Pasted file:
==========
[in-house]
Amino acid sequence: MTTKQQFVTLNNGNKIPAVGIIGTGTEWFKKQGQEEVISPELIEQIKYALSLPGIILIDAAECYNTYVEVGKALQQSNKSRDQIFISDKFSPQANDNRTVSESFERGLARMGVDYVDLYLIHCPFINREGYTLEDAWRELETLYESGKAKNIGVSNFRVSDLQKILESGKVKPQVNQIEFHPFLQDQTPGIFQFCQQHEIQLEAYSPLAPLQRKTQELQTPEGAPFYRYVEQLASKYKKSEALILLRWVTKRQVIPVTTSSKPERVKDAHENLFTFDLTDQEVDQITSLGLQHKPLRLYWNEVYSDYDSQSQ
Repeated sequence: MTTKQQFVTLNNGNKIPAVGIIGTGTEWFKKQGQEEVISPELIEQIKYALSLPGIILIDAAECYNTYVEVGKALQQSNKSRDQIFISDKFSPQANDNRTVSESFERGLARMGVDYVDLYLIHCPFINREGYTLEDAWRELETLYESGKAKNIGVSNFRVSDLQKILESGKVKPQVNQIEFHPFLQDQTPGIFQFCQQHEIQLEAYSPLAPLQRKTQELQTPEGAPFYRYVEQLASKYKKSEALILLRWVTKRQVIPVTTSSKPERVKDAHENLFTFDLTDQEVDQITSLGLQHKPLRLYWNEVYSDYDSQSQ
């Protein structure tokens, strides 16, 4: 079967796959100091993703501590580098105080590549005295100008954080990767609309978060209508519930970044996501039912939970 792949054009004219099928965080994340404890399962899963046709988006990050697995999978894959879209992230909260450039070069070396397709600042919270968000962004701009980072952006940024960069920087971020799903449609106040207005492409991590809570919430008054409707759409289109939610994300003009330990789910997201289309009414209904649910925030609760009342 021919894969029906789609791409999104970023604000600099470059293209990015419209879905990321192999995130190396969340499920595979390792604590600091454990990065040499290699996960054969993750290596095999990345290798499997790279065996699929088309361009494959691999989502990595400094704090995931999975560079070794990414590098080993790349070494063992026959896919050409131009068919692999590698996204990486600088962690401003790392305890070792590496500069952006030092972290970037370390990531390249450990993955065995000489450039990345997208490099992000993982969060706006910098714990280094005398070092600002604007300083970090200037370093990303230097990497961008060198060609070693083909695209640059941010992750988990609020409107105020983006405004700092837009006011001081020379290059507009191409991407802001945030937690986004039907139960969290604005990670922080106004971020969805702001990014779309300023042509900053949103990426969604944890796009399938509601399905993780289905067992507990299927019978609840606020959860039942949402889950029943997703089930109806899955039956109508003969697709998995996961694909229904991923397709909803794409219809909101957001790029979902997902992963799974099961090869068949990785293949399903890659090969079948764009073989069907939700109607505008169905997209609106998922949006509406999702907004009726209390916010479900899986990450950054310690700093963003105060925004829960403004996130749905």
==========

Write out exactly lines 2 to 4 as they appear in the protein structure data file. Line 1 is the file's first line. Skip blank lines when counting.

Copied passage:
Amino acid sequence: MTTKQQFVTLNNGNKIPAVGIIGTGTEWFKKQGQEEVISPELIEQIKYALSLPGIILIDAAECYNTYVEVGKALQQSNKSRDQIFISDKFSPQANDNRTVSESFERGLARMGVDYVDLYLIHCPFINREGYTLEDAWRELETLYESGKAKNIGVSNFRVSDLQKILESGKVKPQVNQIEFHPFLQDQTPGIFQFCQQHEIQLEAYSPLAPLQRKTQELQTPEGAPFYRYVEQLASKYKKSEALILLRWVTKRQVIPVTTSSKPERVKDAHENLFTFDLTDQEVDQITSLGLQHKPLRLYWNEVYSDYDSQSQ
Repeated sequence: MTTKQQFVTLNNGNKIPAVGIIGTGTEWFKKQGQEEVISPELIEQIKYALSLPGIILIDAAECYNTYVEVGKALQQSNKSRDQIFISDKFSPQANDNRTVSESFERGLARMGVDYVDLYLIHCPFINREGYTLEDAWRELETLYESGKAKNIGVSNFRVSDLQKILESGKVKPQVNQIEFHPFLQDQTPGIFQFCQQHEIQLEAYSPLAPLQRKTQELQTPEGAPFYRYVEQLASKYKKSEALILLRWVTKRQVIPVTTSSKPERVKDAHENLFTFDLTDQEVDQITSLGLQHKPLRLYWNEVYSDYDSQSQ
């Protein structure tokens, strides 16, 4: 079967796959100091993703501590580098105080590549005295100008954080990767609309978060209508519930970044996501039912939970 792949054009004219099928965080994340404890399962899963046709988006990050697995999978894959879209992230909260450039070069070396397709600042919270968000962004701009980072952006940024960069920087971020799903449609106040207005492409991590809570919430008054409707759409289109939610994300003009330990789910997201289309009414209904649910925030609760009342 021919894969029906789609791409999104970023604000600099470059293209990015419209879905990321192999995130190396969340499920595979390792604590600091454990990065040499290699996960054969993750290596095999990345290798499997790279065996699929088309361009494959691999989502990595400094704090995931999975560079070794990414590098080993790349070494063992026959896919050409131009068919692999590698996204990486600088962690401003790392305890070792590496500069952006030092972290970037370390990531390249450990993955065995000489450039990345997208490099992000993982969060706006910098714990280094005398070092600002604007300083970090200037370093990303230097990497961008060198060609070693083909695209640059941010992750988990609020409107105020983006405004700092837009006011001081020379290059507009191409991407802001945030937690986004039907139960969290604005990670922080106004971020969805702001990014779309300023042509900053949103990426969604944890796009399938509601399905993780289905067992507990299927019978609840606020959860039942949402889950029943997703089930109806899955039956109508003969697709998995996961694909229904991923397709909803794409219809909101957001790029979902997902992963799974099961090869068949990785293949399903890659090969079948764009073989069907939700109607505008169905997209609106998922949006509406999702907004009726209390916010479900899986990450950054310690700093963003105060925004829960403004996130749905």